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CIPD calls on government to help further support self-employed workers during the COVID-19 crisis
Nearly half of self-employed workers worry they will not have enough money to cover basic living costs despite current government support
Last month the UK government introduced a new grant to help support self-employed workers who have lost income during the COVID-19 crisis. The Self-Employment Income Support Scheme (SEISS) allows self-employed workers to claim a taxable grant worth 80% their monthly profits, up to a maximum of £2,500 a month.
While the scheme has currently been made available for three months, first payments will not be distributed until the start of June at the earliest.
However, even with this new government support, latest research from IPSE (the Association of Independent Professionals and the Self-Employed) has highlighted that almost half (45%) of self-employed workers fear they will not have enough money to cover basic living costs during the COVID-19 outbreak.
A majority of self-employed workers have seen a significant drop in business as a result of coronavirus, with 53% saying demand for their work has decreased substantially.
The IPSE research explored whether freelancers felt the government support scheme would sustain their business during the crisis. 43% of sole trader freelancers – many of whom are eligible for the government scheme – believed the scheme would not be enough to sustain their business. Among freelancers working through limited companies – who are not eligible for the scheme – this figure rose to 69%.
Consequently, a significant proportion of self-employed workers will be forced to rely on their savings to meet basic living costs. Overall, two thirds (66%) are concerned they will use up all of their savings over the next three months.
To help mitigate the financial damage to self-employed workers, the CIPD is joining IPSE in calling on the government to include dividend income in the Job Retention Scheme to help Limited Company Directors.
Ben Willmott, Head of Public Policy at the CIPD, said:
‘This research demonstrates starkly the huge impact of the coronavirus crisis on the self-employed and the financial distress and hardship it is causing. It also clearly shows more still needs to be done to help those who fall through the gaps in the support available through either the Job Retention Scheme or the income support scheme for the self-employed.’
Willmott continues, ‘These include many of our 15,000 self-employed HR consultant members who are limited company owners, along with hundreds of thousands of other small company directors who receive most of their income in dividend payments rather than salary. Consequently, CIPD strongly backs the recommendation to allow dividend income earned by company directors to be considered in calculating earnings under the Job Retention Scheme.
‘This would help support the livelihoods of hard-pressed small company owners and the ability of their businesses to bounce back once the crisis has passed. We also would urge the Government to consider seriously the other recommendations put forward by IPSE to help freelancers keep going through this crisis.’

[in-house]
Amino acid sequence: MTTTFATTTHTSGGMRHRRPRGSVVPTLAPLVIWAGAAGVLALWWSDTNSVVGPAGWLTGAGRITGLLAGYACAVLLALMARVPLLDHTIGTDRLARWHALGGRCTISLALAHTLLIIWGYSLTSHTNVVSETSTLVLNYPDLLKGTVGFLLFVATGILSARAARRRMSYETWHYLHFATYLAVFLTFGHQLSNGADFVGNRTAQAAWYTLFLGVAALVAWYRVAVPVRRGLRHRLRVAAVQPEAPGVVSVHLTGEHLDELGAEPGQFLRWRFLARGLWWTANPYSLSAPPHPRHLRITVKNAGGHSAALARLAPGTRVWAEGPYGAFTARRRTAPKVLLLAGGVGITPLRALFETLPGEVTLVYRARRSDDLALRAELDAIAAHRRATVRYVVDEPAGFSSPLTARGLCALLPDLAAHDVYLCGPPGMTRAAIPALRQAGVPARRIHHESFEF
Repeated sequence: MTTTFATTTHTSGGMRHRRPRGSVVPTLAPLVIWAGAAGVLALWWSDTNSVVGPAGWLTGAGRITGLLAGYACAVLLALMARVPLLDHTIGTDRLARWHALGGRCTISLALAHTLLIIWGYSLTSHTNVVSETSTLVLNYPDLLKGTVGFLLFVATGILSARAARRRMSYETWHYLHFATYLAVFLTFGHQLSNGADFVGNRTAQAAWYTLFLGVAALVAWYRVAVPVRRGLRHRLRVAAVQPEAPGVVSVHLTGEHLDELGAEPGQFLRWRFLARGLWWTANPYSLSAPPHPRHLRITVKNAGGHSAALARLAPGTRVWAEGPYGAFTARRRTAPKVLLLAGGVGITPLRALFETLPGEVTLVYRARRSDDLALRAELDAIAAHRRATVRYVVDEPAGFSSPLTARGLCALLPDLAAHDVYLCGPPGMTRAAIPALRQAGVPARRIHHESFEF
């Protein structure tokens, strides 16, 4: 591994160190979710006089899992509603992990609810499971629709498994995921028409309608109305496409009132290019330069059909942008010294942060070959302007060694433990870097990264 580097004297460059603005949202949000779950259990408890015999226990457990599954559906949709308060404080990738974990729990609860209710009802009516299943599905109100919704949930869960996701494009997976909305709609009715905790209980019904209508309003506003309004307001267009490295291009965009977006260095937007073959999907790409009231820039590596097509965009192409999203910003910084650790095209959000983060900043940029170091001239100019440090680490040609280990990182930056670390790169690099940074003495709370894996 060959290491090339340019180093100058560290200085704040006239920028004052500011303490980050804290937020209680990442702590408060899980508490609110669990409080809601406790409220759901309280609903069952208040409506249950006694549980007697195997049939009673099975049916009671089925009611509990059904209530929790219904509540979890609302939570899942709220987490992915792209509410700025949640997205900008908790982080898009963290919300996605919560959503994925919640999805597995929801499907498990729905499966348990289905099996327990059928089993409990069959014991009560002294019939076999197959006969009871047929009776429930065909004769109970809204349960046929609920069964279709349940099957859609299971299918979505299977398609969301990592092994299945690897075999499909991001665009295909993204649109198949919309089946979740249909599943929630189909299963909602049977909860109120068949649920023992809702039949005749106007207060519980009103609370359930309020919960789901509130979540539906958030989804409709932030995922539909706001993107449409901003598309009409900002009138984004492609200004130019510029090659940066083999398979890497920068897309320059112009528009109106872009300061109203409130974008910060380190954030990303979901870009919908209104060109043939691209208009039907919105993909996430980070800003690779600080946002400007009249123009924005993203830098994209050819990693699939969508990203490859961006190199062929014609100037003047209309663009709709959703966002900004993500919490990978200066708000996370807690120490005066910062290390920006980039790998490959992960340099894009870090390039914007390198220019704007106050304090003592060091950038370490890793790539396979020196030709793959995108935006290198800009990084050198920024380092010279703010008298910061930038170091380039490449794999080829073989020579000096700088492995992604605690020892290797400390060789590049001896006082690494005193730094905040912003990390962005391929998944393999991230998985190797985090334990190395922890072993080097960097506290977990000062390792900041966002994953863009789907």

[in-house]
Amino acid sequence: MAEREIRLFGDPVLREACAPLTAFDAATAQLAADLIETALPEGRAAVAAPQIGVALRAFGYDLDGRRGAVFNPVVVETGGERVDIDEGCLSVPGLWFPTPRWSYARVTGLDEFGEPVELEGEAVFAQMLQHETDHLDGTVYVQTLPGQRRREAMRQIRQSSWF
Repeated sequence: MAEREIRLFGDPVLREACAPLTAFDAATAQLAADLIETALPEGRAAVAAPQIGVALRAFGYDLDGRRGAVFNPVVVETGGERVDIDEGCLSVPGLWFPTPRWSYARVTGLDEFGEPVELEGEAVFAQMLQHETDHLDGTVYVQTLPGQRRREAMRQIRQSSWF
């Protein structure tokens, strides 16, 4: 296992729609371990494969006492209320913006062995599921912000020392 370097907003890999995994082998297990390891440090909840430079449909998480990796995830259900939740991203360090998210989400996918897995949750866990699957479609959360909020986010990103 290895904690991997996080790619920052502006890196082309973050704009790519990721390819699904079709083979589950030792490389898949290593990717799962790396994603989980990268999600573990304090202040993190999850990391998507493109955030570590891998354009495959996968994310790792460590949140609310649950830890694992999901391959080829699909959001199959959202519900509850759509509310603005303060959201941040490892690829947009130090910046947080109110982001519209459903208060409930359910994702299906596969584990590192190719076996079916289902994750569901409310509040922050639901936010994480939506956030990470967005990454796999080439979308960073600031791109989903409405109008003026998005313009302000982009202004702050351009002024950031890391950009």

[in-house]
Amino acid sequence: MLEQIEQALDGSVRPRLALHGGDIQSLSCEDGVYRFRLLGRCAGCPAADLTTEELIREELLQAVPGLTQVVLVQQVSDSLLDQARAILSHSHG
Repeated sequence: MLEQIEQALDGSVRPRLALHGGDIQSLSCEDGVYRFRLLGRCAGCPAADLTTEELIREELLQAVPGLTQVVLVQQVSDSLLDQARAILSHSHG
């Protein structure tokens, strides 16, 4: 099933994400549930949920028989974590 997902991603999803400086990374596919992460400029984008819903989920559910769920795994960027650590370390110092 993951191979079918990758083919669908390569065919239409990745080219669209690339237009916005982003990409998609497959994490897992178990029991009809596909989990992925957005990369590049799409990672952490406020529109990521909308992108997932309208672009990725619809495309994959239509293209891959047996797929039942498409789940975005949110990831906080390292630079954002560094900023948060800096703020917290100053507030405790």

The other recommendations to government put forward by IPSE are:
- Temporarily relax the Universal Credit application criteria for self-employed people waiting for the SEISS grant in June.
- Extend the SEISS scheme to the newly self-employed by letting them file and early tax return before the end of April.
- Introduce a taper above the £50,000 salary threshold for the SEISS.
Andy Chamberlain, Director of Policy at IPSE said:
‘This research shows that it is not just a few self-employed people falling through the cracks in the government support: right across the sector, freelancers are facing dire financial damage because of the Coronavirus crisis.
‘The Self-Employment Income Support Scheme (SEISS) offered generous support to many sole traders, but there are a lot of freelancers who will struggle in the interim before it can be implemented. Government should look at ways to open up access to temporary support before June.
‘The lack of support for limited company directors in SEISS is not just a crack: it is a gaping hole in the package. The government must act quickly to fill it. We believe the best way would be to include dividend income – through which many limited company directors pay themselves – in the Job Retention Scheme.
‘This would allow the self-employed who work through limited companies to furlough themselves and hold on to 80 per cent of their income. If not, we suggest a bespoke solution involving either a grant or a temporary tax break for this significant and under-supported group.
‘The government has made great strides in supporting the self-employed through the Coronavirus crisis, but this research shows too many freelancers are still getting left behind. We urge the government to act on these findings and help more of this diverse and vital group through the coming months.’
For advice, resources and guidance on coronavirus, visit the CIPD coronavirus hub.
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